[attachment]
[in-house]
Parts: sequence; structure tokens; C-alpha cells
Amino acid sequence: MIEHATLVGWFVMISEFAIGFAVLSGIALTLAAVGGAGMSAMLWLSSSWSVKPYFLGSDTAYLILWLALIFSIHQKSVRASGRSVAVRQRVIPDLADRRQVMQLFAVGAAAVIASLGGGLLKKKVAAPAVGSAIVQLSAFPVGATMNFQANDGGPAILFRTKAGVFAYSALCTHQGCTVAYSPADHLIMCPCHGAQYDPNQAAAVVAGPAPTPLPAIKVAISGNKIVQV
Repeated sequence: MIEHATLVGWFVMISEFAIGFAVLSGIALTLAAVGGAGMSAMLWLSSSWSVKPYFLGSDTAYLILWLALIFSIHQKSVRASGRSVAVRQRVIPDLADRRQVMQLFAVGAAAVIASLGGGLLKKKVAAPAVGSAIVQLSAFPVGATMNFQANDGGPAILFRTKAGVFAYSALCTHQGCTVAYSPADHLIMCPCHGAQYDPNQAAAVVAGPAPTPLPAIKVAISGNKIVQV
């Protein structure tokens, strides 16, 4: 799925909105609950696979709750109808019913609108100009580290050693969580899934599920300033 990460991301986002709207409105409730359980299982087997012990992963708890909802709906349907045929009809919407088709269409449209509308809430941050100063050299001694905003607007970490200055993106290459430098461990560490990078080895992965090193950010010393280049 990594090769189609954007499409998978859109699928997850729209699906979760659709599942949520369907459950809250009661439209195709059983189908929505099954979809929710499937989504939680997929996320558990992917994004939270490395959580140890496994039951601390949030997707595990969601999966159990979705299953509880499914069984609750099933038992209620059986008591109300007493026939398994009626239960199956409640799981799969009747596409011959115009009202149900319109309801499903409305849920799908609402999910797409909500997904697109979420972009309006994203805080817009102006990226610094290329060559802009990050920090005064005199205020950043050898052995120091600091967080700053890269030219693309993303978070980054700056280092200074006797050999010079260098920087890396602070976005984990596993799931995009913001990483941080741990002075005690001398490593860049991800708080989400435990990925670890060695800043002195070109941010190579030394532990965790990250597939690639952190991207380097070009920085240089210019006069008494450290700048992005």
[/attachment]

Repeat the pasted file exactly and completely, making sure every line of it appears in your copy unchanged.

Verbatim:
[in-house]
Parts: sequence; structure tokens; C-alpha cells
Amino acid sequence: MIEHATLVGWFVMISEFAIGFAVLSGIALTLAAVGGAGMSAMLWLSSSWSVKPYFLGSDTAYLILWLALIFSIHQKSVRASGRSVAVRQRVIPDLADRRQVMQLFAVGAAAVIASLGGGLLKKKVAAPAVGSAIVQLSAFPVGATMNFQANDGGPAILFRTKAGVFAYSALCTHQGCTVAYSPADHLIMCPCHGAQYDPNQAAAVVAGPAPTPLPAIKVAISGNKIVQV
Repeated sequence: MIEHATLVGWFVMISEFAIGFAVLSGIALTLAAVGGAGMSAMLWLSSSWSVKPYFLGSDTAYLILWLALIFSIHQKSVRASGRSVAVRQRVIPDLADRRQVMQLFAVGAAAVIASLGGGLLKKKVAAPAVGSAIVQLSAFPVGATMNFQANDGGPAILFRTKAGVFAYSALCTHQGCTVAYSPADHLIMCPCHGAQYDPNQAAAVVAGPAPTPLPAIKVAISGNKIVQV
């Protein structure tokens, strides 16, 4: 799925909105609950696979709750109808019913609108100009580290050693969580899934599920300033 990460991301986002709207409105409730359980299982087997012990992963708890909802709906349907045929009809919407088709269409449209509308809430941050100063050299001694905003607007970490200055993106290459430098461990560490990078080895992965090193950010010393280049 990594090769189609954007499409998978859109699928997850729209699906979760659709599942949520369907459950809250009661439209195709059983189908929505099954979809929710499937989504939680997929996320558990992917994004939270490395959580140890496994039951601390949030997707595990969601999966159990979705299953509880499914069984609750099933038992209620059986008591109300007493026939398994009626239960199956409640799981799969009747596409011959115009009202149900319109309801499903409305849920799908609402999910797409909500997904697109979420972009309006994203805080817009102006990226610094290329060559802009990050920090005064005199205020950043050898052995120091600091967080700053890269030219693309993303978070980054700056280092200074006797050999010079260098920087890396602070976005984990596993799931995009913001990483941080741990002075005690001398490593860049991800708080989400435990990925670890060695800043002195070109941010190579030394532990965790990250597939690639952190991207380097070009920085240089210019006069008494450290700048992005």